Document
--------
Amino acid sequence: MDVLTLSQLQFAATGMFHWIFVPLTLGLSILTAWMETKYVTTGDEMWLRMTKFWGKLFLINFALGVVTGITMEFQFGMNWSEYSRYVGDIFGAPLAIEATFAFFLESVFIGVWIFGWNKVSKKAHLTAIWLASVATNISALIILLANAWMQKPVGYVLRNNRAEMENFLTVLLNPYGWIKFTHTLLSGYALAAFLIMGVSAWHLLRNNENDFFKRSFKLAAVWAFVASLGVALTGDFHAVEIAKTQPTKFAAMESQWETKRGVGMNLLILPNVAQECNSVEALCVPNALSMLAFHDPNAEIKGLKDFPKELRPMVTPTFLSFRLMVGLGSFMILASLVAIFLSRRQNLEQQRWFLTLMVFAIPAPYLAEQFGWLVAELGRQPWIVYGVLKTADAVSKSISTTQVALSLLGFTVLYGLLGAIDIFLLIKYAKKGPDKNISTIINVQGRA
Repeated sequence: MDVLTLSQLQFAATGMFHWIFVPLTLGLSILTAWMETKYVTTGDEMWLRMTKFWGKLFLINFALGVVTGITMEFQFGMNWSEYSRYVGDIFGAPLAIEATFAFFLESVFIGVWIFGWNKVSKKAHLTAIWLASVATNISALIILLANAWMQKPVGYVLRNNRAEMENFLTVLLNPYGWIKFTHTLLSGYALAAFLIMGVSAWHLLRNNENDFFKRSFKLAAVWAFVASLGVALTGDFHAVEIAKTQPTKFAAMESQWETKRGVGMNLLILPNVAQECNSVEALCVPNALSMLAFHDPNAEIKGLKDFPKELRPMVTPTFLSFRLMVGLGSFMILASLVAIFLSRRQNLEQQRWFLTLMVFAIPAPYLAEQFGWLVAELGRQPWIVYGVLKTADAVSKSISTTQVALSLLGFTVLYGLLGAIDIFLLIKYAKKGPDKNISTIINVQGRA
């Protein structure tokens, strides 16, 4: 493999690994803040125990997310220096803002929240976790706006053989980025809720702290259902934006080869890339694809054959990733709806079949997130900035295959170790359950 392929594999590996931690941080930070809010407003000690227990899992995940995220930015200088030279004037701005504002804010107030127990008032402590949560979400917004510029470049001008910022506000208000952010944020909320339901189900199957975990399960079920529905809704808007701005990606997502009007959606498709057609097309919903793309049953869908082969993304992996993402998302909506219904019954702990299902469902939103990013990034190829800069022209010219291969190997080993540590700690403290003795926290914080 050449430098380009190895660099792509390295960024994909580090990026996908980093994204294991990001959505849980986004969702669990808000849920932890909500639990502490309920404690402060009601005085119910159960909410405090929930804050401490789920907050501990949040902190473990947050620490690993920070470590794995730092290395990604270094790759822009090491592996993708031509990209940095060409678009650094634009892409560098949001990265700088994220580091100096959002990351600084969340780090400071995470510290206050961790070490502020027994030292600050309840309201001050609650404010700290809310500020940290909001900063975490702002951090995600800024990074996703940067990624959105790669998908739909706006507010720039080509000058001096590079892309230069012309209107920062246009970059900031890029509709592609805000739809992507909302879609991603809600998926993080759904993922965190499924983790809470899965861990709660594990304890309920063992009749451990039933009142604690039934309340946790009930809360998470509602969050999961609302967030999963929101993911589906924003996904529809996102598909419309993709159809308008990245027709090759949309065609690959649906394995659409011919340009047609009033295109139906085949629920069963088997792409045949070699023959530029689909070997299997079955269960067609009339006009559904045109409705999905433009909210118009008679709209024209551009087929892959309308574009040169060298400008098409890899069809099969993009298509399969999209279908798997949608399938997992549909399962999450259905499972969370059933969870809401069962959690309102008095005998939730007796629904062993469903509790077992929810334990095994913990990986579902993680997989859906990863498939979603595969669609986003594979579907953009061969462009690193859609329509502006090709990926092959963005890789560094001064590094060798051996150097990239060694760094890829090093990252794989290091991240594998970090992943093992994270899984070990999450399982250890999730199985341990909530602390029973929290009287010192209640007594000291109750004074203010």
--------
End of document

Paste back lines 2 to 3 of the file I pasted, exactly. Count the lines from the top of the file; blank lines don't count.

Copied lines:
Repeated sequence: MDVLTLSQLQFAATGMFHWIFVPLTLGLSILTAWMETKYVTTGDEMWLRMTKFWGKLFLINFALGVVTGITMEFQFGMNWSEYSRYVGDIFGAPLAIEATFAFFLESVFIGVWIFGWNKVSKKAHLTAIWLASVATNISALIILLANAWMQKPVGYVLRNNRAEMENFLTVLLNPYGWIKFTHTLLSGYALAAFLIMGVSAWHLLRNNENDFFKRSFKLAAVWAFVASLGVALTGDFHAVEIAKTQPTKFAAMESQWETKRGVGMNLLILPNVAQECNSVEALCVPNALSMLAFHDPNAEIKGLKDFPKELRPMVTPTFLSFRLMVGLGSFMILASLVAIFLSRRQNLEQQRWFLTLMVFAIPAPYLAEQFGWLVAELGRQPWIVYGVLKTADAVSKSISTTQVALSLLGFTVLYGLLGAIDIFLLIKYAKKGPDKNISTIINVQGRA
């Protein structure tokens, strides 16, 4: 493999690994803040125990997310220096803002929240976790706006053989980025809720702290259902934006080869890339694809054959990733709806079949997130900035295959170790359950 392929594999590996931690941080930070809010407003000690227990899992995940995220930015200088030279004037701005504002804010107030127990008032402590949560979400917004510029470049001008910022506000208000952010944020909320339901189900199957975990399960079920529905809704808007701005990606997502009007959606498709057609097309919903793309049953869908082969993304992996993402998302909506219904019954702990299902469902939103990013990034190829800069022209010219291969190997080993540590700690403290003795926290914080 050449430098380009190895660099792509390295960024994909580090990026996908980093994204294991990001959505849980986004969702669990808000849920932890909500639990502490309920404690402060009601005085119910159960909410405090929930804050401490789920907050501990949040902190473990947050620490690993920070470590794995730092290395990604270094790759822009090491592996993708031509990209940095060409678009650094634009892409560098949001990265700088994220580091100096959002990351600084969340780090400071995470510290206050961790070490502020027994030292600050309840309201001050609650404010700290809310500020940290909001900063975490702002951090995600800024990074996703940067990624959105790669998908739909706006507010720039080509000058001096590079892309230069012309209107920062246009970059900031890029509709592609805000739809992507909302879609991603809600998926993080759904993922965190499924983790809470899965861990709660594990304890309920063992009749451990039933009142604690039934309340946790009930809360998470509602969050999961609302967030999963929101993911589906924003996904529809996102598909419309993709159809308008990245027709090759949309065609690959649906394995659409011919340009047609009033295109139906085949629920069963088997792409045949070699023959530029689909070997299997079955269960067609009339006009559904045109409705999905433009909210118009008679709209024209551009087929892959309308574009040169060298400008098409890899069809099969993009298509399969999209279908798997949608399938997992549909399962999450259905499972969370059933969870809401069962959690309102008095005998939730007796629904062993469903509790077992929810334990095994913990990986579902993680997989859906990863498939979603595969669609986003594979579907953009061969462009690193859609329509502006090709990926092959963005890789560094001064590094060798051996150097990239060694760094890829090093990252794989290091991240594998970090992943093992994270899984070990999450399982250890999730199985341990909530602390029973929290009287010192209640007594000291109750004074203010």